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Seascale is a small attractive seaside resort, significantly enhanced in Victorian times by the introduction of the Furness Railway in the 1850’s. Rich in history, the village can trace its origins back to an early Norse settlement and to Roman Britain.


The railway opened up Seascale as a popular holiday destination for many families from the North of England. Bracing sea air, miles of clean sandy beaches with safe bathing, and easy rail travel were a must for Victorian holidaymakers.



Today the village retains much of its Victorian charm, including the Water Tower, a listed building used, before Seascale had a proper water supply, to pump water to ‘The Banks’, from a large water tank on the hill where the golf course is now. The former Goods Shed is now the Sports Hall.


To mark the millenium, the former wooden jetty has been reinstated. It is a focal point for fishing, beach casting, wind surfing and water-skiing, and provides a starting point for many of the village walks.


About half a mile north of the town, on private land belonging to Seascale How Farm, is the relatively unknown Grey Croft Stone Circle.


Seascale, with Sellafield top left.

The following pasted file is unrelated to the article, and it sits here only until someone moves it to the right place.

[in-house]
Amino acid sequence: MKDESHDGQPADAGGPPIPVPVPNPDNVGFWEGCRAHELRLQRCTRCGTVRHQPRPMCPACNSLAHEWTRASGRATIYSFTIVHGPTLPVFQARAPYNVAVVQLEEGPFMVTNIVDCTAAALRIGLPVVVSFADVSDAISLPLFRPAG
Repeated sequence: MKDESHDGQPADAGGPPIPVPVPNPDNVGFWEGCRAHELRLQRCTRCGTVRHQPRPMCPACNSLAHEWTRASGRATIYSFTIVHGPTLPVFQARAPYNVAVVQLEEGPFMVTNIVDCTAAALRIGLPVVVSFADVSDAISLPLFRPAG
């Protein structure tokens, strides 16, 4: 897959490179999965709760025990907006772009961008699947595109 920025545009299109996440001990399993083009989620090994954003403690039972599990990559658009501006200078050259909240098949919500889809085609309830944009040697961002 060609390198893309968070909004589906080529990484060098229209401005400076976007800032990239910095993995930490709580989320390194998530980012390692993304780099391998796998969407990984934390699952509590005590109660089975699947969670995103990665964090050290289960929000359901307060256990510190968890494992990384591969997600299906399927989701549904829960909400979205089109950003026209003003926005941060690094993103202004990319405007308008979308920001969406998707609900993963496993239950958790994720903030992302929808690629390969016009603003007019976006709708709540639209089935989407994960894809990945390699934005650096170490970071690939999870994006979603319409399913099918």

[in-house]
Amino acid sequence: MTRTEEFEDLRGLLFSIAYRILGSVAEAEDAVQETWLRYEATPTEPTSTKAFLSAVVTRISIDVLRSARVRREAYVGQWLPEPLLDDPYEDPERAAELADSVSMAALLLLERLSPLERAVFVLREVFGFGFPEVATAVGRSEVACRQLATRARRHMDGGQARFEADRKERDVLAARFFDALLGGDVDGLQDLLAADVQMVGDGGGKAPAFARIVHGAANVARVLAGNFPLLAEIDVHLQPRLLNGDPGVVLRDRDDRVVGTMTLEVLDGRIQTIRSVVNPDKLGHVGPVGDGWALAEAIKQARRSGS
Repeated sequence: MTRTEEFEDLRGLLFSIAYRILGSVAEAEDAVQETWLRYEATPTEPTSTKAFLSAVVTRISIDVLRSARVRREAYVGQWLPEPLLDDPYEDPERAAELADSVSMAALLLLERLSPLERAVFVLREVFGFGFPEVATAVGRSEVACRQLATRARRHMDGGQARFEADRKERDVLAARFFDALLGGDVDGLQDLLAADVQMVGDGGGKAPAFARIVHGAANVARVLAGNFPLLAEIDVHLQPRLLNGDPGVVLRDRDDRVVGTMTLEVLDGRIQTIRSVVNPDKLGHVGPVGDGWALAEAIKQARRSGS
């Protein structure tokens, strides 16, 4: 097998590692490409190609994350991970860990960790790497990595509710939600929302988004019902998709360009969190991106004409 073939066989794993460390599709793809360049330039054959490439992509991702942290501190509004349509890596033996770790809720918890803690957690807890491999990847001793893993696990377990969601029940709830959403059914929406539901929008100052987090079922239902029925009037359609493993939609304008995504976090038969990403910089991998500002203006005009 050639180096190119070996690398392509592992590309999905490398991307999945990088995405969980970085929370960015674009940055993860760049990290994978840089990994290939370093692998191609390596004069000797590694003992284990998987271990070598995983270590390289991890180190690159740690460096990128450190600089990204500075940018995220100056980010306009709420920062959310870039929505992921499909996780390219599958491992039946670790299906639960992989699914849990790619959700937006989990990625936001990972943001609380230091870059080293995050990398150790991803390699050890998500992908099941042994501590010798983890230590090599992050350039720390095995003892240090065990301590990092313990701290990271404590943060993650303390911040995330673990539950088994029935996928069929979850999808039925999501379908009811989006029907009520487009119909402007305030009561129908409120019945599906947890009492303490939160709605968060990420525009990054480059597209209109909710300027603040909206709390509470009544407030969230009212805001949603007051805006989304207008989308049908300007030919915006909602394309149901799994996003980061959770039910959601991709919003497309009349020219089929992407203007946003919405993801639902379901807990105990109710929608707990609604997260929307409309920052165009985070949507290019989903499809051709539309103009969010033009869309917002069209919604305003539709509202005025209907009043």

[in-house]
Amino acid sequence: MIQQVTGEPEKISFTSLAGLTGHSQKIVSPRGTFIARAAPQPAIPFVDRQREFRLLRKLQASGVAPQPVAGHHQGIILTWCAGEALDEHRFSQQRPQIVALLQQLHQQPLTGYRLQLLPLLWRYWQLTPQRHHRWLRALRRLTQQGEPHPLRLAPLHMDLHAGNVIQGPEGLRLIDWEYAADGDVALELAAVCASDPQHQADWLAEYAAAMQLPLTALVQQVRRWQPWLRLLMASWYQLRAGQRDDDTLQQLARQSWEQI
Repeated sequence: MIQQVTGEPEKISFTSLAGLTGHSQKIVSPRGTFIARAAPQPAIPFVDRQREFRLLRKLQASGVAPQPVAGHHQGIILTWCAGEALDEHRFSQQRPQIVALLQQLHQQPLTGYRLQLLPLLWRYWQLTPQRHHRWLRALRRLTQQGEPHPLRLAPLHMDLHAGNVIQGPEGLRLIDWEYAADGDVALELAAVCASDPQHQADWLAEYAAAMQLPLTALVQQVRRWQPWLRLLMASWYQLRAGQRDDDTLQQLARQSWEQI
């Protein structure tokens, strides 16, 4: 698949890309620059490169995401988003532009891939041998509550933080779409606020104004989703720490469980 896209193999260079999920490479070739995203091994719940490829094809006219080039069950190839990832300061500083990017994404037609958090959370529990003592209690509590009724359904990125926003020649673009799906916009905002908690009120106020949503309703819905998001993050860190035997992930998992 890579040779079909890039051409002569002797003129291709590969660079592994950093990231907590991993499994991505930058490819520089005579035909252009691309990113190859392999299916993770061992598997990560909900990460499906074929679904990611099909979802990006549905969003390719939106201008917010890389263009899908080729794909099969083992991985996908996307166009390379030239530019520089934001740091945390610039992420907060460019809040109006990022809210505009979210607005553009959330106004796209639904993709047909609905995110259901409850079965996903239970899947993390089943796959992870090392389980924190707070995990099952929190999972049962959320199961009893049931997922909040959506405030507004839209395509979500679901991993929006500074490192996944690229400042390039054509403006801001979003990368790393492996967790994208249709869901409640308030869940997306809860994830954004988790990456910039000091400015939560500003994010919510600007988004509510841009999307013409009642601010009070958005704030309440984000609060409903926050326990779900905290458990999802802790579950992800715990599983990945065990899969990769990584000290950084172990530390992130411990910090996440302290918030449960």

About a mile north of the town is BNFL’s Sellafield Nuclear Site. Here is the site of the world’s first commercial nuclear power station, Calder Hall, operating from the early 1950’s until 2004, and the Windscale Nuclear Reactor (Piles) – Britain’s first attempt at a nuclear reactor to produce plutonium for the war effort, which suffered a major incident in 1957. Here also is the Sellafield Reprocessing Plant – a controversial site that converts the spent fuel from nuclear reactors worldwide into re-useable uranium, plutonium, and highly radioactive fission products that will have to be safely stored for thousands of years.


St Cuthbert’s church has an interesting almond shaped stained glass window.


The Seascale Parish Council have published a booklet, available from shops in the village, ‘Village Walks in and around Historic Seascale’.

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